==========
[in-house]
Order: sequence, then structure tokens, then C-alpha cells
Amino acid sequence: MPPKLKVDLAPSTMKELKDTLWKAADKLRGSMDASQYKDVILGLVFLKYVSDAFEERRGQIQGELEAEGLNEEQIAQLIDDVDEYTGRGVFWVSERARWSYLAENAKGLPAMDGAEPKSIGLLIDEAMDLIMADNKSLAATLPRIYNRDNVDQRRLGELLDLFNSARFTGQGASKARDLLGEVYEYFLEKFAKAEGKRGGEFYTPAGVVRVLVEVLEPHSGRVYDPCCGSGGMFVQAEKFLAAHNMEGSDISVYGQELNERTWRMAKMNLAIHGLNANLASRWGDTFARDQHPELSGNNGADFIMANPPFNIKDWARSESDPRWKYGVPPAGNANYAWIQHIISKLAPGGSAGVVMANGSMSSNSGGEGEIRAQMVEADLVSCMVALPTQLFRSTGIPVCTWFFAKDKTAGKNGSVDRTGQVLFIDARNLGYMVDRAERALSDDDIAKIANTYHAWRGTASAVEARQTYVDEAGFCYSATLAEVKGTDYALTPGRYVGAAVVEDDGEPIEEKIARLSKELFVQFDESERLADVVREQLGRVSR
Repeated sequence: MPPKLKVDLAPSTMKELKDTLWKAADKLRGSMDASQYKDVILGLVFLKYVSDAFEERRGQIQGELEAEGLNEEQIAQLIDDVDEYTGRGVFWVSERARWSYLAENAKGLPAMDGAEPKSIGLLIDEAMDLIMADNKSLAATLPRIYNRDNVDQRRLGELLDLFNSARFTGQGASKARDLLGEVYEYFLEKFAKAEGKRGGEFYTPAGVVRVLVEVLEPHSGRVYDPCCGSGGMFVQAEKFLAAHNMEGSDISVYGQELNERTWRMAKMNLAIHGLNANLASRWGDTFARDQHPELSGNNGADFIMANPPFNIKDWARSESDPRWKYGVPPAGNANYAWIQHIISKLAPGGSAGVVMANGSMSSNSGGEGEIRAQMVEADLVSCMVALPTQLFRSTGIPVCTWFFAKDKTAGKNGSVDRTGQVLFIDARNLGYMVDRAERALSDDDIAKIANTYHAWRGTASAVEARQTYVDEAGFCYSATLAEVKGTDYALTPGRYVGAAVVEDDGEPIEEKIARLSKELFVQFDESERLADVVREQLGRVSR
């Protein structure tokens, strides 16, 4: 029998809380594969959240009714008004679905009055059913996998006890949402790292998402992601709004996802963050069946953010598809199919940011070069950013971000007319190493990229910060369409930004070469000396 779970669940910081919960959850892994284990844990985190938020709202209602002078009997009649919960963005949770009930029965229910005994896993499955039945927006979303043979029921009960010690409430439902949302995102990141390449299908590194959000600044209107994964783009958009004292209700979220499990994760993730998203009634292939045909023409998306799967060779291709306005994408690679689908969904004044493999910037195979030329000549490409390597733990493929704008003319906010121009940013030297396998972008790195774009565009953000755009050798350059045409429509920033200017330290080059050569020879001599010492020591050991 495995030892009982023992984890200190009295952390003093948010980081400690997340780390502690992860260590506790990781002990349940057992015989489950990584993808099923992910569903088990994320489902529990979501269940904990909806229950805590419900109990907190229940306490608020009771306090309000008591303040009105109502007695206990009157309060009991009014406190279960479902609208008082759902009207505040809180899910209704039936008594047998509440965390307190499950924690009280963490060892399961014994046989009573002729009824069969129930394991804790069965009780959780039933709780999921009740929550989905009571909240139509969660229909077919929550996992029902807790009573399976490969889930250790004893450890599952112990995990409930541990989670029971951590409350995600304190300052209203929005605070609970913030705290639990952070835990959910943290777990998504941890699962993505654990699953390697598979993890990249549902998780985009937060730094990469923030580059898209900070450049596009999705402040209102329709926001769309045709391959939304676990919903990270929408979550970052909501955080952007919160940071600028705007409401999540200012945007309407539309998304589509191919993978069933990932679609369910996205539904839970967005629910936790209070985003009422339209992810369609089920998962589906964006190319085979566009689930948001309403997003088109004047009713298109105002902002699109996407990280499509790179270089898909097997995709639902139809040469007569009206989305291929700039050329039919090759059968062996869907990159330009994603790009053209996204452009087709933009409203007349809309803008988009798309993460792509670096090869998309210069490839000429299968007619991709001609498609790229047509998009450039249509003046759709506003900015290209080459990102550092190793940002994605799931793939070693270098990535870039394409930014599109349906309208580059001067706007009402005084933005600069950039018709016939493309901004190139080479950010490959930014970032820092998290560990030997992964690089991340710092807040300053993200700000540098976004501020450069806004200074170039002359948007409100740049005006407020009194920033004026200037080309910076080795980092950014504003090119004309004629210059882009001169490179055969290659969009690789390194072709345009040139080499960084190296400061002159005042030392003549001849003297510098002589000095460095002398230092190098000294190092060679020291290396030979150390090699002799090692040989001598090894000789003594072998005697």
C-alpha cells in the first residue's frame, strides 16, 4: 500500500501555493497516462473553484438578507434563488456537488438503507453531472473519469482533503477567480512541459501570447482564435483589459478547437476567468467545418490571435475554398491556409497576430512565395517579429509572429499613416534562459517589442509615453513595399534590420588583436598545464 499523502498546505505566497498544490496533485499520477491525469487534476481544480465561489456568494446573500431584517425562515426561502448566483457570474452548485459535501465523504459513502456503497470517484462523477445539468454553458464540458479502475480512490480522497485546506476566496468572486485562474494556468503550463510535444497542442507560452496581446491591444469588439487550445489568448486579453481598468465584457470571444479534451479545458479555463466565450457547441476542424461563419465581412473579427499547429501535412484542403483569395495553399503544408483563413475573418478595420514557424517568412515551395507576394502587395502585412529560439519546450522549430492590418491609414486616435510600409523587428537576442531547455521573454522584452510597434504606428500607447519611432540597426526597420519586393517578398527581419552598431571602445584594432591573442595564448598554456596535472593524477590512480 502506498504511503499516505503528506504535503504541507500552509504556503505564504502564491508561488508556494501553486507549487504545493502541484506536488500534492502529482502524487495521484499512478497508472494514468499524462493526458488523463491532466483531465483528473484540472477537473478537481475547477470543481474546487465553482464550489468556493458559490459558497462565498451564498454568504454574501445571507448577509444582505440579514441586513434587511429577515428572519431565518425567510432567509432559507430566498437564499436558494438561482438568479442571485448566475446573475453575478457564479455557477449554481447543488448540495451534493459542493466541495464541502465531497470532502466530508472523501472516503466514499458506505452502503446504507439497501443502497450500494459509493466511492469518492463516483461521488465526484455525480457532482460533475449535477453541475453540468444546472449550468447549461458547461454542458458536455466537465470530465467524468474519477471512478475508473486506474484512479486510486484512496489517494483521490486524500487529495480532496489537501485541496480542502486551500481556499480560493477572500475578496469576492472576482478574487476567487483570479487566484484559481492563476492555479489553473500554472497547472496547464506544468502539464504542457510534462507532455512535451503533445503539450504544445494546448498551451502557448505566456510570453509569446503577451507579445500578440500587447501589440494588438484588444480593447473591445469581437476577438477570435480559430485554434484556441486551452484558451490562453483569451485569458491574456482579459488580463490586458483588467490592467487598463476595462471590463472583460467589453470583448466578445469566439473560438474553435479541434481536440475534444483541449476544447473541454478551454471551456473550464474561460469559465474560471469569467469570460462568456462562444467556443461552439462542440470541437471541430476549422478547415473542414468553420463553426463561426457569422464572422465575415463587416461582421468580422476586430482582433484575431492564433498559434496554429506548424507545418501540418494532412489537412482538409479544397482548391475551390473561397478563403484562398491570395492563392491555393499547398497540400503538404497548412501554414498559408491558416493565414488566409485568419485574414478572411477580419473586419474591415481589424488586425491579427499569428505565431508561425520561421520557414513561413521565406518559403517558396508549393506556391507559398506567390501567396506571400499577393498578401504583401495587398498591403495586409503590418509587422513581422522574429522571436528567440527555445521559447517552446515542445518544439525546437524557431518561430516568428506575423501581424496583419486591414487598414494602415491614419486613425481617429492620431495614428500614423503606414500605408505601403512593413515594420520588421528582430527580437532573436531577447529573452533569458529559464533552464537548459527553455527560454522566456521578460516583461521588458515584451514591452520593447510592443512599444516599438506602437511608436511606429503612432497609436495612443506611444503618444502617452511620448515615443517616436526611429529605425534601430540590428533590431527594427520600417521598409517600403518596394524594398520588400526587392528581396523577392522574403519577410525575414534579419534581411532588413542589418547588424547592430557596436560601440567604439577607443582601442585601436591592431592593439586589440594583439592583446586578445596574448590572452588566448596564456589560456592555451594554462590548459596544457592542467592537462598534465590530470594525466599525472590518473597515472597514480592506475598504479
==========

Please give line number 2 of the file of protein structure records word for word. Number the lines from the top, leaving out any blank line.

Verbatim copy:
Order: sequence, then structure tokens, then C-alpha cells